This item’s brand name is The Graduating Strop, and it is a tool used by barbers, mostly during the first half of the 20th century, to sharpen their razors.  It has its original box, which is marked with the brand name.

In order to keep their razors and scissors sharp so as to avoid cutting their customers, a barber would use a leather strop.  The blade would be pressed onto the flat leather surface of the strop, then slid back and forth, turning the blade over at the end of each slide, so as to sharpen both edges.  Some strops were simply a length of leather that the barber would attach on one end to a work surface, and hold the other end while stropping, to maintain the required tension.  This particular item, however, has rigid metal rods inside, which would keep the leather flat and taut.  It has a wooden handle, so the barber could use it away from surfaces, anywhere he wanted to in his barber’s shop.

This particular item looks to have been manufactured in the 1940’s/50’s, judging by the style of the printing tooled into the box.  The fashion in this post war era was for gentlemen to be very clean cut, with short, slicked back hair and very little facial hair.  Some styles of moustache were popular, but very few beards were to be seen in “celebrities” of the time.  So barbers were in high demand.  Modern electric razors were beginning to have an impact – with men being able to achieve a close shave in the comfort of their own homes – but traditional barbershop shaves were still extremely popular.

Key theme(s):


More information:

Date 1900s, 1910s, 1920s, 1930s, 1940s, 1950s
Material(s) LeatherMetalWood
Item number MBPO196

Questions to help you remember using this item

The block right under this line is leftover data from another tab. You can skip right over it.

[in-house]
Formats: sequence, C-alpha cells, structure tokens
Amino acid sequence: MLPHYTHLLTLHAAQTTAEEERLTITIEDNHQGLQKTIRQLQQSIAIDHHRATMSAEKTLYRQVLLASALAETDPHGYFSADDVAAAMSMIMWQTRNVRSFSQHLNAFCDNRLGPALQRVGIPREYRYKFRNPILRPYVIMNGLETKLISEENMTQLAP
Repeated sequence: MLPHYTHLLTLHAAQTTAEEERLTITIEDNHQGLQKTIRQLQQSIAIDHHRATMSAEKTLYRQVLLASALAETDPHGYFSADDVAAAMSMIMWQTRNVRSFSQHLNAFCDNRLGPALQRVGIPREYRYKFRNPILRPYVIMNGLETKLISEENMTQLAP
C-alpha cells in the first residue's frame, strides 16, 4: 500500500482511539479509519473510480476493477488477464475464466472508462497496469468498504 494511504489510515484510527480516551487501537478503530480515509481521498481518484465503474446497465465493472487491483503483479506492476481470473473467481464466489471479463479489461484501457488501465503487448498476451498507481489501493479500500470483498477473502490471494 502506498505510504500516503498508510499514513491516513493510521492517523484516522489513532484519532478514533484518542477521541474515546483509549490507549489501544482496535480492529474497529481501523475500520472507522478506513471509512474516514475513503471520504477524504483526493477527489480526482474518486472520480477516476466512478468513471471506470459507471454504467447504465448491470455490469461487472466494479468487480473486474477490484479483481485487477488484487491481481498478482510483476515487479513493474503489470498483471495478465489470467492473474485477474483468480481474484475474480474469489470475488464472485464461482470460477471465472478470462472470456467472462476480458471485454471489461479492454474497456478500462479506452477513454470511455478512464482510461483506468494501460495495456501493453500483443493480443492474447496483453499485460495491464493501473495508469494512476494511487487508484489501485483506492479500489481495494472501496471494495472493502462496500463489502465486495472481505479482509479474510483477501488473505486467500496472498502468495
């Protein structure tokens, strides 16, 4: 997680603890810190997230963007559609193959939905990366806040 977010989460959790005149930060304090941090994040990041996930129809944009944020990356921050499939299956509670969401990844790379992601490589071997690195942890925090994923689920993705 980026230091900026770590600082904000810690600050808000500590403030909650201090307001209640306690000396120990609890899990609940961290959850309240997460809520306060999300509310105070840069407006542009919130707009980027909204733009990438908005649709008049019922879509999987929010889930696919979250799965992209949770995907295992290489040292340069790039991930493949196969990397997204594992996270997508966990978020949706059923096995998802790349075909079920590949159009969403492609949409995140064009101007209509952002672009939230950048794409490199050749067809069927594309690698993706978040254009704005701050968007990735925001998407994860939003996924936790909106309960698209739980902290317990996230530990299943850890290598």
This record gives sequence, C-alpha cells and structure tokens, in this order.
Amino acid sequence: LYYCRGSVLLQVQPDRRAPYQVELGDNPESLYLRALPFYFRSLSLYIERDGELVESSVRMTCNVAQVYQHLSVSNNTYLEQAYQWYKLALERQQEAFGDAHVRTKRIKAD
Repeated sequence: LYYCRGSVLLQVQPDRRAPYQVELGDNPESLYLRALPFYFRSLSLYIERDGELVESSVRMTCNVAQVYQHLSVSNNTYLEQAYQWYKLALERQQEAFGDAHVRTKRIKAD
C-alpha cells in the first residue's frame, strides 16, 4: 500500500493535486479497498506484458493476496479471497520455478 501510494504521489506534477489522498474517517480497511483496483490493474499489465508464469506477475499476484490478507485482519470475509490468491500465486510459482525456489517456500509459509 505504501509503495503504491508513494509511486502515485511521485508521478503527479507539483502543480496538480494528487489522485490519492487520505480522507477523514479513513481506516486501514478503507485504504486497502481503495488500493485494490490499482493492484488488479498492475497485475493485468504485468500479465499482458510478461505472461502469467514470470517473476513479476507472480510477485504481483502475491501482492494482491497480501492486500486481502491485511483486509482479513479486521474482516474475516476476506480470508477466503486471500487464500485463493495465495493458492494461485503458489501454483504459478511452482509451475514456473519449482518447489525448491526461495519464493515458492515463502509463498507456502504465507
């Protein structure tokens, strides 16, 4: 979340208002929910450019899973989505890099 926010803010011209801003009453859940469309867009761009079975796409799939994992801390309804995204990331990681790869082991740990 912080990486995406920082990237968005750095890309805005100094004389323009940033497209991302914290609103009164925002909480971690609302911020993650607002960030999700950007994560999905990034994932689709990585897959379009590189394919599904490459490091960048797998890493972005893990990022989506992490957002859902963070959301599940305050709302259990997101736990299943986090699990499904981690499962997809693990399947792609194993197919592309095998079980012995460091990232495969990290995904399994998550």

• What reasons might there have been for a man to choose the experience of a visit to the barbershop instead of shaving at home?

User Stories

A man being given a shave by a barber using a cut-throat razor would have been in a very vulnerable position.  He would be exposing his neck to a man weilding an extremely sharp implement, and it would have been a matter of moments for a barber to inflict sufficient injury to his “client” to dispatch him quickly.  This led to a number of melodramatic rumours, anecdotes and stories, the most famous of which was that of Sweeney Todd.

The Demon Barber of Fleet Street first appeared in a Victorian penny dreadful called “A String of Pearls”.  He was probably a complete fiction, but some believe he was based on a real character operating in the heart of London.  The story told of a barber who would slit the throats of his customers, drop the bodies of his victims through a trapdoor to his partner in crime – Mrs Lovett – who would cut up the flesh and make pies to sell in her shop.  Since this original incarnation, there have been plays and musicals based around the story.

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